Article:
This research proposal describes a 5-year mentored research project that has the goal of understanding how commensal bacteria impact the intestinal innate immune system. This project will build upon the principal investigator's background in microbiology, mucosal immunology, and infectious diseases. Successful completion of the research project will enable the principal investigator to gain the skills needed to secure independent funding and transition into an independent physician-scientist who continues to focus on the nexus between host-commensal interactions and the immune system. A combination of didactic and practical training detailed in the comprehensive career development plan will provide the principal investigator with an enhanced background in host-bacterial relationships, training in the analysis and interpretation of large datasets (e.g., next-generation sequencing and gene expression-profiling data), and increased experience working with gnotobiotic mice. The proposed research will take place at Harvard Medical School in the laboratory of Dr. Dennis Kasper-a world leader in studying the interface between commensal bacteria and host immunity;the research work will benefit from the availability within the Harvard community of abundant scientific resources and numerous colleagues with expertise in all fields related to the proposed work. The proposed research aims to identify novel immunomodulatory commensal bacteria. Although it has been known for more than half a century that commensal organisms-which are 10 times more abundant than host cells in the human body-are critical for proper development of the host immune system, only 4 commensal bacteria with immunomodulatory properties have been identified thus far;all of these examples affect the adaptive immune system specifically. This proposal aims to use a novel strategy of co-housing gnotobiotic mice that differ in their bacteria and the maturation state of their intestinal immune system to bioinformatically identify bacteria that are able to modulate innate immune responses. Clonally arrayed, taxonomically defined culture collections will be derived from relevant mouse strains and will allow the immunomodulatory effects of these commensal organisms to be validated. Finally, gene expression-profiling and immunophenotyping experiments will characterize the immunological changes induced by these bacteria. Ultimately, these experiments will shed light on the interplay between the microbiota and the innate immune system and offer insight into the veracity of the hygiene hypothesis. Moreover, identification of specific immunomodulatory bacteria offers the potential of novel therapies for a variety of inflammatory conditions, such as inflammatory bowel disease, arthritis, and multiple sclerosis.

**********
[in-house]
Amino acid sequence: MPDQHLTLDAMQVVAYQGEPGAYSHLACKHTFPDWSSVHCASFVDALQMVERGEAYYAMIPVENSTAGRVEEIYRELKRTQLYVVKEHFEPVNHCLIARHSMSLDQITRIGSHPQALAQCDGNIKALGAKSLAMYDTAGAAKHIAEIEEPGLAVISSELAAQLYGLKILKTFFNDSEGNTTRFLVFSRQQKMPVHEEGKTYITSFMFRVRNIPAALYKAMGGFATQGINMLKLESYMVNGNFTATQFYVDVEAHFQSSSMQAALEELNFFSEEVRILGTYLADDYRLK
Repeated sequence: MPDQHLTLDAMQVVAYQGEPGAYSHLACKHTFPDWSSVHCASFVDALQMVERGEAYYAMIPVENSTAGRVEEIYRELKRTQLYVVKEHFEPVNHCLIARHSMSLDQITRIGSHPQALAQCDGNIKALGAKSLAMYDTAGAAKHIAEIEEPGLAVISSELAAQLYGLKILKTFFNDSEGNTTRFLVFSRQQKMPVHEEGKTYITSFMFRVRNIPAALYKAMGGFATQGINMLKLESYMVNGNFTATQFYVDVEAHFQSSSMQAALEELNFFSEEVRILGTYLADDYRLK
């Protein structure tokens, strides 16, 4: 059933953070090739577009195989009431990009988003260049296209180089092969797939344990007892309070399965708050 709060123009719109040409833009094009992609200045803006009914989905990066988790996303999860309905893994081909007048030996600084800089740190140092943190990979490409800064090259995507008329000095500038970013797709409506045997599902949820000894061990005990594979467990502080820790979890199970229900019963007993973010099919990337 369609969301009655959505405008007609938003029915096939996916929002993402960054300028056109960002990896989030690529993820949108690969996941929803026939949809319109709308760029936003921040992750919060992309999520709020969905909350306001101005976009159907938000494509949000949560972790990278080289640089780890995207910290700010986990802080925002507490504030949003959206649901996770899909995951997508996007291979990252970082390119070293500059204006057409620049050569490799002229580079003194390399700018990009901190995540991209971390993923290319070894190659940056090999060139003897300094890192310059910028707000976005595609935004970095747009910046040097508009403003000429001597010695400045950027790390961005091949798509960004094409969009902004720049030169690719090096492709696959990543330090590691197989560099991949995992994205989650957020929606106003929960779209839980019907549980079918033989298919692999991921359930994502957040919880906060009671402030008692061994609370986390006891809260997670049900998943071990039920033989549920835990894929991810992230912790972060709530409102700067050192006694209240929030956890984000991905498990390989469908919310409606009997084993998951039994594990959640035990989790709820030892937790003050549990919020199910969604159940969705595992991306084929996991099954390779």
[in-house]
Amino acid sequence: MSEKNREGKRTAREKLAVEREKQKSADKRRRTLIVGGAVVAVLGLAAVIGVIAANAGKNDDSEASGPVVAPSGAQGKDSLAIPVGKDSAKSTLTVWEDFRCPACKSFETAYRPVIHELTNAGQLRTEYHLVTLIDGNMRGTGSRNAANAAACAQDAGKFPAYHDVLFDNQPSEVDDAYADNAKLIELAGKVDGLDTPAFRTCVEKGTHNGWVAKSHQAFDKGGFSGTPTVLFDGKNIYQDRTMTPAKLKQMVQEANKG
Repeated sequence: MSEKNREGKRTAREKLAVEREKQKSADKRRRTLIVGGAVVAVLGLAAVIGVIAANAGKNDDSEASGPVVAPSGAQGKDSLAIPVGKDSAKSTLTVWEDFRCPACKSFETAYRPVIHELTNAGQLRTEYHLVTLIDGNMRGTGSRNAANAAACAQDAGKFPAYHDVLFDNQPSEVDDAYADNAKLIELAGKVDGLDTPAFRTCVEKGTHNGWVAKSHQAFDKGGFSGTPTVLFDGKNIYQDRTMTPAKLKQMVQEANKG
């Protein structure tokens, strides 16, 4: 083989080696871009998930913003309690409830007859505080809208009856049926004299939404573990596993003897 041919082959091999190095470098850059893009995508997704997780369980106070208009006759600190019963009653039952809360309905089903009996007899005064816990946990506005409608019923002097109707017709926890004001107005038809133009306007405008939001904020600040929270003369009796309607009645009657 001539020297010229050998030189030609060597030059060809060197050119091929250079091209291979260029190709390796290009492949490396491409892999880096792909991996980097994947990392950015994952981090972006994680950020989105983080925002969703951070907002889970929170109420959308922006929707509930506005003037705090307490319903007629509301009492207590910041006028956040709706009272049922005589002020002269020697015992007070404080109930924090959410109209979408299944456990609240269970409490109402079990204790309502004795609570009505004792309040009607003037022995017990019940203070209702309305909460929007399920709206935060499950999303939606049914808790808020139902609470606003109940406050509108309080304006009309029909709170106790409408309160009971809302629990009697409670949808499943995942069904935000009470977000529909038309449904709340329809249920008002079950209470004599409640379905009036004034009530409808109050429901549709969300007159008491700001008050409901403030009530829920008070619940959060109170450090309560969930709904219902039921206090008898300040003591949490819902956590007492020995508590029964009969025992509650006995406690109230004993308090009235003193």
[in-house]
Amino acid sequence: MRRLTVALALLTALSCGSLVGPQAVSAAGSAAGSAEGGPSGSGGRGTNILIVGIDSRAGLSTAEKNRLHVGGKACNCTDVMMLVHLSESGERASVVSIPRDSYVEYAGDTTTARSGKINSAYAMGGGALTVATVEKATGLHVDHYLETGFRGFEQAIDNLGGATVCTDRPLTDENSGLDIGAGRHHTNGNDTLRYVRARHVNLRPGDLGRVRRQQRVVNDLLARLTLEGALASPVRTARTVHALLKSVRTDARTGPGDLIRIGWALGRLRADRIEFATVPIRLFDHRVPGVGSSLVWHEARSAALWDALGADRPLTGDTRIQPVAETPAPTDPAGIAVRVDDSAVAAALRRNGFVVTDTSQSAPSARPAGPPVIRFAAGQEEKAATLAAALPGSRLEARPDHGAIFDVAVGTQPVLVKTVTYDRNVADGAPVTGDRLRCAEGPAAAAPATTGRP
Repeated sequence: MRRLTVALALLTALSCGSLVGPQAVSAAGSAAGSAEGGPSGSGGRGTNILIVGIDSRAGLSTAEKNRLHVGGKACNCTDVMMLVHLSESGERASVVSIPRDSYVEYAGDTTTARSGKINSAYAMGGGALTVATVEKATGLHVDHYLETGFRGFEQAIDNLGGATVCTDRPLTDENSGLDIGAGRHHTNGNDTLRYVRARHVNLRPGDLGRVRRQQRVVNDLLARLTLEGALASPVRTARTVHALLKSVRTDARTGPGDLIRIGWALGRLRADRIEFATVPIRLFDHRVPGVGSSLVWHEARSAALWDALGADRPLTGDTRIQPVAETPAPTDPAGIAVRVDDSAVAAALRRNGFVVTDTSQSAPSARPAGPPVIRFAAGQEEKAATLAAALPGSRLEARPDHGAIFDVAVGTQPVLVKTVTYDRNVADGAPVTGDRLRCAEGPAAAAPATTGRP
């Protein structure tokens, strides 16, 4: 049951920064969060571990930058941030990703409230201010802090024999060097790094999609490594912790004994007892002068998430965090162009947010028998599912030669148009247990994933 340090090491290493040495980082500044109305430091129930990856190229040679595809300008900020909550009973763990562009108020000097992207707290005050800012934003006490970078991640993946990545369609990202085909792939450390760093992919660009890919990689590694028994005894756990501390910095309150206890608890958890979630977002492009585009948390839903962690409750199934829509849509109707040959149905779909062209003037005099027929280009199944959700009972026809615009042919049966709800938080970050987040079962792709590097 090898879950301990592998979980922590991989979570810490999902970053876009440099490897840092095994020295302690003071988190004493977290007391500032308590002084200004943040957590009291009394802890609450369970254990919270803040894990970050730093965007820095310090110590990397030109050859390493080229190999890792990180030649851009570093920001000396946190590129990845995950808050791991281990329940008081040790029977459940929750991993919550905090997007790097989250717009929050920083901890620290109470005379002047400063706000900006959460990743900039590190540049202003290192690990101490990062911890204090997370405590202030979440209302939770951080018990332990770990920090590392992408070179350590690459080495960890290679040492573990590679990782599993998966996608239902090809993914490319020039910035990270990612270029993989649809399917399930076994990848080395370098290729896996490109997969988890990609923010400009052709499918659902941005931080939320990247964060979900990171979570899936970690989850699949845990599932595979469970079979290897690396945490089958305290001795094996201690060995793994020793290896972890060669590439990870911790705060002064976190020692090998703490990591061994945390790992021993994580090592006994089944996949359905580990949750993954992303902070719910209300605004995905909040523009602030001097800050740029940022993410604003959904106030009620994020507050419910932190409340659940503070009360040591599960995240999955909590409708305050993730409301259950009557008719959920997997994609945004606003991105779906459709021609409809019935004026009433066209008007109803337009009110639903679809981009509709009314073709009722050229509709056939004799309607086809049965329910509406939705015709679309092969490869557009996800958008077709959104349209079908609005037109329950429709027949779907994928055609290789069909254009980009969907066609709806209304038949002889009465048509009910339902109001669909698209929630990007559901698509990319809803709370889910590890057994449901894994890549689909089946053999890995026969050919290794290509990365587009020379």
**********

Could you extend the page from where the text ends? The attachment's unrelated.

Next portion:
Bacteria that are normally found in and on the human body are thought to be critical for proper development of the immune system. This project aims to identify specific, cultivable bacteria that are able to modulate host immune responses and characterize the induced immunological changes. Identification of specific immunomodulatory bacteria offers the potential of novel therapies for a variety of inflammatory conditions, such as inflammatory bowel disease, arthritis, and multiple sclerosis.
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